Nevertheless, the analysis in the workers’ compensation context and under the caselaw is not expected to change because of the recently amended definition. The change in the definition seemed to make practical sense so that there is now one definition of an independent contractor contained within the Act, regardless of the trade the contractor practices.

Coverage for certain independent contractors and certificates of exemption

Notwithstanding these general principles, the Act allows certain individuals who have been viewed previously as independent contractors to elect coverage as employees under their insurance contracts. Ind. Code §22-3-6-1(b)(4)-(5) (2013). This includes an owner of a sole proprietorship or partner in a partnership if the owner or partner is actually engaged in the proprietorship or partnership business. Id. However, the owner or partner must serve written notice to its insurance carrier and to the Worker’s Compensation Board of its election. Id. Interestingly, Indiana Code §§22-3-6-1(b)(4) and (b)(5) provide that if an owner of a sole proprietorship or partner in a partnership works as an independent contractor in the construction trades and does not elect coverage, the owner must obtain a certificate of exemption under Indiana Code § 22-3-2-14.5. Id. Under these same provisions, any other independent contractors (not in the construction trades) may obtain a certificate of exemption under Indiana Code §22-3-2-14.5. Id.

However, Indiana Code §22-3-2-14.5 makes no such distinction about those working in the construction trades: “[a]n independent contractor who does not make an election under IC 22-3-6-1(b)(4) or IC 22-3-6-1(b)(5) is not subject to the compensation provision of IC 22-3-2 through IC 22-3-6 and must file a statement with the department of state revenue in accordance with IC 6-3-7-5 and obtain a certificate of exemption.” Ind. Code §22-3-2-14.5(c) (2013). That suggests that all independent contractors would be well served to obtain the certificate of exemption regardless of their specific trade.

Any person contracting for the services of one who is not covered by the Act (i.e., an independent contractor) to perform work must secure a copy of a stamped certificate of exemption issued by the Worker’s Compensation Board. Ind. Code § 22-3-2-14.5(h) (2013). The certificate of exemption is binding and holds any person that contracts with an independent contractor, as well as that person’s workers’ compensation insurance carrier, harmless from all claims. It seems reasonable, then, that a certificate of exemption would be fairly compelling evidence of an individual’s independent contractor status and corresponding exemption from the Act. However, depending on the facts of a particular case, even if the form was not perfected, using the 10-factor test cited above may clarify the independent contractor status.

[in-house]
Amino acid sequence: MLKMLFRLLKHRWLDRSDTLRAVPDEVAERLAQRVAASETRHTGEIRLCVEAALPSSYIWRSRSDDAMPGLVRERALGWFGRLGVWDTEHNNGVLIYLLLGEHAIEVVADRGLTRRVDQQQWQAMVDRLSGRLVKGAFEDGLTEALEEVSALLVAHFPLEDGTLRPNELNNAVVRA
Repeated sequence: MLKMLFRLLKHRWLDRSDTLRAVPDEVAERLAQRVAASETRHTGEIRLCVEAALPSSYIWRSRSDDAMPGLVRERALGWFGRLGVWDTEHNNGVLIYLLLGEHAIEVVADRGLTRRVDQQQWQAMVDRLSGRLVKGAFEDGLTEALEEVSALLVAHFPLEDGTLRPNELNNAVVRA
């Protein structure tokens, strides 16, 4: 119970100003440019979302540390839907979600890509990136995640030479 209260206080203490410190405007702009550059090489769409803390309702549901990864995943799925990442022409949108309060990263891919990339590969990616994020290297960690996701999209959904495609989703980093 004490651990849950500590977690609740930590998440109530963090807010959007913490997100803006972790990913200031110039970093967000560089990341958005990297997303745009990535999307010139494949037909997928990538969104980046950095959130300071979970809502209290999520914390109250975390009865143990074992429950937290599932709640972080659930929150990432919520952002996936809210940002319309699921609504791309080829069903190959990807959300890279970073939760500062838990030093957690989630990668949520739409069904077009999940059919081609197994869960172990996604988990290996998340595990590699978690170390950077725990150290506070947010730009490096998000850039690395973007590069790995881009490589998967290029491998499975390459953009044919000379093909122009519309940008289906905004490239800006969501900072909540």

To obtain a certificate of exemption from the board, the independent contractor first files an application for a workers’ compensation clearance certificate (which is also described as an “Affidavit” on the form) with the department of state revenue along with a filing fee and documentation of independent contractor status. The department of revenue verifies that the independent contractor’s taxes are current, and if cleared by the department of revenue, the department submits the approved application to the Worker’s Compensation Board for further processing and approval. The board will then issue a stamped certificate of exemption to the independent contractor. The certificates of exemption are kept on file by the board and are good for one year. The Act requires that a person hiring an independent contractor obtain a stamped certificate of exemption from the person hired, but the board may also verify that a certificate was filed. The independent contractor must re-apply for the certificate of exemption every year to maintain exempt status. Once the independent contractor produces his certificate of exemption, he can collect no compensation under the Act. Likewise, once a stamped certificate of exemption is produced, the person hiring that independent contractor cannot require the independent contractor to have workers’ compensation coverage for himself. See generally Ind. Code § 22-3-2-14.5 (a)-(i) (2013).